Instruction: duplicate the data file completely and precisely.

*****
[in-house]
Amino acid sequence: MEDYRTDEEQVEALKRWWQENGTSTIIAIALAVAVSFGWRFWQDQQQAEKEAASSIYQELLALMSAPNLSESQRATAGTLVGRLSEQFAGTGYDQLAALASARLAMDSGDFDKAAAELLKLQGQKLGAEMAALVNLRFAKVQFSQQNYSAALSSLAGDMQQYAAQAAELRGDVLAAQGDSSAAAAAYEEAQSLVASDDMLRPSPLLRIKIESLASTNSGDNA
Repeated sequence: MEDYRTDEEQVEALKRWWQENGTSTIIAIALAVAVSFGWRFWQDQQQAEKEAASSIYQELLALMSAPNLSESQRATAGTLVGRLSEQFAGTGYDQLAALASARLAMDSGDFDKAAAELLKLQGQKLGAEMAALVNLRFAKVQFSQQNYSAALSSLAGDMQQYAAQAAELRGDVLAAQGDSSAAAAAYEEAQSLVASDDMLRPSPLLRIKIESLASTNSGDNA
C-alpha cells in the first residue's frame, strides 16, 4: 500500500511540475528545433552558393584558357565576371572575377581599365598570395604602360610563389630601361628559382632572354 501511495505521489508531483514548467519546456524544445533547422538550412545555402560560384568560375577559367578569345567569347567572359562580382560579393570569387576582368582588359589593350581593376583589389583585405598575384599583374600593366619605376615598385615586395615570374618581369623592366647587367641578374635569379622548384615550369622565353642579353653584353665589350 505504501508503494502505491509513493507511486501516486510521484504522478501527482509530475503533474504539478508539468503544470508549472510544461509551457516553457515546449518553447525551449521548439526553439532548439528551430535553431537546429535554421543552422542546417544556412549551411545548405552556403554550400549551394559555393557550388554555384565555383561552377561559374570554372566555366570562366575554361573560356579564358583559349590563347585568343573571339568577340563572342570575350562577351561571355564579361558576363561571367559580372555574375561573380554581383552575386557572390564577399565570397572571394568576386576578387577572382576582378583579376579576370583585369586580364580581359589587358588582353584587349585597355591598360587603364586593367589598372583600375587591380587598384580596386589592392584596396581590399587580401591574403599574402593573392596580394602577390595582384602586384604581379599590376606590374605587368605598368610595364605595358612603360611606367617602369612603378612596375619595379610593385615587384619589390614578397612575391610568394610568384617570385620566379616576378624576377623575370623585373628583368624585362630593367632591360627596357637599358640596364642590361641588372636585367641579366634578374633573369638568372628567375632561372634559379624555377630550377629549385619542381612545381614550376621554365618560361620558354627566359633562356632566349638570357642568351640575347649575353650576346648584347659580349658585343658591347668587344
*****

[in-house]
Amino acid sequence: MEDYRTDEEQVEALKRWWQENGTSTIIAIALAVAVSFGWRFWQDQQQAEKEAASSIYQELLALMSAPNLSESQRATAGTLVGRLSEQFAGTGYDQLAALASARLAMDSGDFDKAAAELLKLQGQKLGAEMAALVNLRFAKVQFSQQNYSAALSSLAGDMQQYAAQAAELRGDVLAAQGDSSAAAAAYEEAQSLVASDDMLRPSPLLRIKIESLASTNSGDNA
Repeated sequence: MEDYRTDEEQVEALKRWWQENGTSTIIAIALAVAVSFGWRFWQDQQQAEKEAASSIYQELLALMSAPNLSESQRATAGTLVGRLSEQFAGTGYDQLAALASARLAMDSGDFDKAAAELLKLQGQKLGAEMAALVNLRFAKVQFSQQNYSAALSSLAGDMQQYAAQAAELRGDVLAAQGDSSAAAAAYEEAQSLVASDDMLRPSPLLRIKIESLASTNSGDNA
C-alpha cells in the first residue's frame, strides 16, 4: 500500500511540475528545433552558393584558357565576371572575377581599365598570395604602360610563389630601361628559382632572354 501511495505521489508531483514548467519546456524544445533547422538550412545555402560560384568560375577559367578569345567569347567572359562580382560579393570569387576582368582588359589593350581593376583589389583585405598575384599583374600593366619605376615598385615586395615570374618581369623592366647587367641578374635569379622548384615550369622565353642579353653584353665589350 505504501508503494502505491509513493507511486501516486510521484504522478501527482509530475503533474504539478508539468503544470508549472510544461509551457516553457515546449518553447525551449521548439526553439532548439528551430535553431537546429535554421543552422542546417544556412549551411545548405552556403554550400549551394559555393557550388554555384565555383561552377561559374570554372566555366570562366575554361573560356579564358583559349590563347585568343573571339568577340563572342570575350562577351561571355564579361558576363561571367559580372555574375561573380554581383552575386557572390564577399565570397572571394568576386576578387577572382576582378583579376579576370583585369586580364580581359589587358588582353584587349585597355591598360587603364586593367589598372583600375587591380587598384580596386589592392584596396581590399587580401591574403599574402593573392596580394602577390595582384602586384604581379599590376606590374605587368605598368610595364605595358612603360611606367617602369612603378612596375619595379610593385615587384619589390614578397612575391610568394610568384617570385620566379616576378624576377623575370623585373628583368624585362630593367632591360627596357637599358640596364642590361641588372636585367641579366634578374633573369638568372628567375632561372634559379624555377630550377629549385619542381612545381614550376621554365618560361620558354627566359633562356632566349638570357642568351640575347649575353650576346648584347659580349658585343658591347668587344